In the 2015 Mind, the two shapes of the light sculpture mounted on the wall are the extruded parts of the space between the Korean characters. Kim sees the gap as an opportunity to test the limits of visualization. In the 2021 In Between Five Colors-Ma, wall panels made up of strips of thin horizontal color tape with gaps show a tangible light as the viewer passes by. By magnifying and magnifying a portion of a photo of everyday events, Kim explains, “I tend to see five colors, so I want to see all the details that I wouldn’t normally see.” I created a work.
The new installation “In Between Five Colors” integrates text engraving and a stretched image panel. In the middle of the gallery is a series of five large grid structures defined by free spaces for Korean characters. The structure is animated with projection-mapped video, magnifying everyday images into blocks of their essential colors. Each piece of the exhibition documents Kim’s ongoing visual experiments to challenge the dominant forces of information and test the perceptual limits of abstraction.
Kim, who lives in Seoul, South Korea, was nominated for the “Korean Artist Award 2014” at the National Museum of Contemporary Art. He is on display at the Kim Chong Yung Museum in South Korea, the Hiroshima MOCA in Japan, and the Queens Museum in New York. He participated in the Seville International Biennale in Spain. Singapore Biennale 2006, Singapore; and Gwangju Biennale 2004. His work is in the permanent collection of the New Museum in New York. Queens Museum in New York. National Museum of Modern and Contemporary Art, Korea; Seoul Museum, Korea; and Lium Museum, Korea.
Kim will work closely with Virginia Tech students and faculty to serve as a guest artist who will stay in the dormitory for a two-week life learning program in the University’s Creativity and Innovation District.
The exhibition, curated by Brian Holcomb, curator of the Mos Arts Center, marks the beginning of Holcomb’s programming at the center.
Visit the gallery
The center’s gallery is open Wednesday through Friday from 10 am to 5 pm and Saturday from 10 am to 4 pm. The exhibition will be held until Saturday, March 26th. All events related to the gallery are open to the public for free.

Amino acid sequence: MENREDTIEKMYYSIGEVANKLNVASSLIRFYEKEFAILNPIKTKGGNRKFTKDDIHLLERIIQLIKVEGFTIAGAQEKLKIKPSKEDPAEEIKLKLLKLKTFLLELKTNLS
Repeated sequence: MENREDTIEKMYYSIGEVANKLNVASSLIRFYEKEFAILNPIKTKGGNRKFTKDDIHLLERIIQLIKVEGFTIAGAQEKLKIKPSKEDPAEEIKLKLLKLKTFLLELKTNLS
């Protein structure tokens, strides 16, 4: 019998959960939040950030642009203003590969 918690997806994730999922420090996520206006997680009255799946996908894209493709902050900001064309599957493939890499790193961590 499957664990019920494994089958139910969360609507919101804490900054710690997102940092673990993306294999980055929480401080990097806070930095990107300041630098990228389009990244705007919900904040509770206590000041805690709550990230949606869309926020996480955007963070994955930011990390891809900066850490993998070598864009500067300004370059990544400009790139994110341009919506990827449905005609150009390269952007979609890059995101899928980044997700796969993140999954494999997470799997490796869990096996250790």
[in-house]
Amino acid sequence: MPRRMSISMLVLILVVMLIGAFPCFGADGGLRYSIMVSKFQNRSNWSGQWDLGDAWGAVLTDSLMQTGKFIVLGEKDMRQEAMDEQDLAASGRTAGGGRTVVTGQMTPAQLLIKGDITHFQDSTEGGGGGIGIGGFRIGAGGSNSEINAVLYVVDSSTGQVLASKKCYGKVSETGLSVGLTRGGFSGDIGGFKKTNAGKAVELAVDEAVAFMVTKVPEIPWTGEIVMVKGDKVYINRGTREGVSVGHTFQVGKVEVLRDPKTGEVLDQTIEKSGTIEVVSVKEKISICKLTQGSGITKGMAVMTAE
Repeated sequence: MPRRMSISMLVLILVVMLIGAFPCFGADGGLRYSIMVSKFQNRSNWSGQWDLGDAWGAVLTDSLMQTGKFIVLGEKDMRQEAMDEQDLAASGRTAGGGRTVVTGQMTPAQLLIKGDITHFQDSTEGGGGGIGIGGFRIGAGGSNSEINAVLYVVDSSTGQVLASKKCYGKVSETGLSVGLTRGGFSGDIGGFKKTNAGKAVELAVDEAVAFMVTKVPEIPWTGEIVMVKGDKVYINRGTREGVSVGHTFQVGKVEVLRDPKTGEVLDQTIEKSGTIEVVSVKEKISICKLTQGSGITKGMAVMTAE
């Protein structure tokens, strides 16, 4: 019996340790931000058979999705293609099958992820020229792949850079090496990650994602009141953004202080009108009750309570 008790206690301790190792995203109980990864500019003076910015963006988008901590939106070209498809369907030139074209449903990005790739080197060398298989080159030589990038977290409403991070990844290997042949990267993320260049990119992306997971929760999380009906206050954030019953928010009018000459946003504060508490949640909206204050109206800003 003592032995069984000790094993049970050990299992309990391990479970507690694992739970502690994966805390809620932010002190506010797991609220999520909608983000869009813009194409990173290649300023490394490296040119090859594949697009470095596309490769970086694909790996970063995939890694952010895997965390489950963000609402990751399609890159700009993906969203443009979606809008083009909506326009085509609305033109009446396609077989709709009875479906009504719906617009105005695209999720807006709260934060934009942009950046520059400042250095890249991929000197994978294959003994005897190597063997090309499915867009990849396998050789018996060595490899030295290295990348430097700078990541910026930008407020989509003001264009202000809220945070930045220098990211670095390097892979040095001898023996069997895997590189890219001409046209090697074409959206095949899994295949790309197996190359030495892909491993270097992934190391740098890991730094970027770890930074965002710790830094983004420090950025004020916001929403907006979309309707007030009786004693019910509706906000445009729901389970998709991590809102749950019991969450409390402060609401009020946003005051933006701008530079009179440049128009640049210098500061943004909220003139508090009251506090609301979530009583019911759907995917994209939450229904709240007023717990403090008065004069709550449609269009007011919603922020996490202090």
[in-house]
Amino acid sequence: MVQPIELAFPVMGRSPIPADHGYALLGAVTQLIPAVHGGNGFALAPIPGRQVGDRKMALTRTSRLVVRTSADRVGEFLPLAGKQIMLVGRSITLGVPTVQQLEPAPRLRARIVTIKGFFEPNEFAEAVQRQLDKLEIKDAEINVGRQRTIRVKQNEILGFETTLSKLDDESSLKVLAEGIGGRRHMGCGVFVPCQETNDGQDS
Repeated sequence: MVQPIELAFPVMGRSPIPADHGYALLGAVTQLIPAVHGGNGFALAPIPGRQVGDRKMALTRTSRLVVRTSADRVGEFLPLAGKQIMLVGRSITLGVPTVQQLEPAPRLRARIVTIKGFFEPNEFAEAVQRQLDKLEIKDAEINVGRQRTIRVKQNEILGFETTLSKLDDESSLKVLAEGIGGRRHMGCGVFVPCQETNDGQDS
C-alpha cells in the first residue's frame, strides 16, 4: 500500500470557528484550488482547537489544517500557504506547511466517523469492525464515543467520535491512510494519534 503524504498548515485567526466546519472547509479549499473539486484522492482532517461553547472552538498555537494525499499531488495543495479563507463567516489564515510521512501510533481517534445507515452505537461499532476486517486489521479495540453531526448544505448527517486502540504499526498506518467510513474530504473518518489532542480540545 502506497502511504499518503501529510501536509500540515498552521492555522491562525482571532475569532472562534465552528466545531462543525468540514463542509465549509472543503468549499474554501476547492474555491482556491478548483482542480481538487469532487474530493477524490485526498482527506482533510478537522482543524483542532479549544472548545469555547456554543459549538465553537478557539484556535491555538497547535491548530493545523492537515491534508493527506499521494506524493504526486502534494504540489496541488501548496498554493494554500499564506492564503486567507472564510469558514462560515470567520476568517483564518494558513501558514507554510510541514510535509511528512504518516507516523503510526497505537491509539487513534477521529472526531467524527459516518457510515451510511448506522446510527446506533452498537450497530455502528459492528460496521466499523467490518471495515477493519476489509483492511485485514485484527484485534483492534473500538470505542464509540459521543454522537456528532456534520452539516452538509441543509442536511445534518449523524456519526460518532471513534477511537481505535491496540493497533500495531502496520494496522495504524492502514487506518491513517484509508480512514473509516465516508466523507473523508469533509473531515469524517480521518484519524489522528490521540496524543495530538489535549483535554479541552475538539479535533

The Mos Arts Center adheres to the guidelines for the operation of the Virginia Department of Health and Virginia Tech. This includes protocols for distance, facial coverings, cleaning and sanitary facilities. According to current university policy, all faculty, students, and visitors to the Mos Arts Center are required to wear a mask.
The center offers many opportunities for students, faculty and community members to engage with artists and their work. Contact Meggin Hicklin to arrange a group tour of the gallery.
A COVID-19 vaccination certificate or a negative COVID-19 test is required to participate in the Artist Talk at Cube on Friday, January 28, at 2:00 pm. In all indoor spaces of the Mos Arts Center, patrons, visitors and staff always need a mask, regardless of vaccination status.More information on these requirements is available Moss Arts Center website.
Parking is located in the North End Parking Garage on Turner Street. If there are no staff at the special event, visitors can park in the garage by receiving a ticket at the time of entry and paying with Visa or Mastercard at the time of exit. Virginia Tech has also partnered with ParkMobile to offer a convenient contactless electronic payment option for use in parking meters, campus parking spaces, or parking lots with standard F / S, C / G, or R parking. doing.
If you are an individual with a disability and would like accommodation, please contact Jonathan Boulter (540-231-5300) during normal business hours or send an email to jboulter @ vt.edu.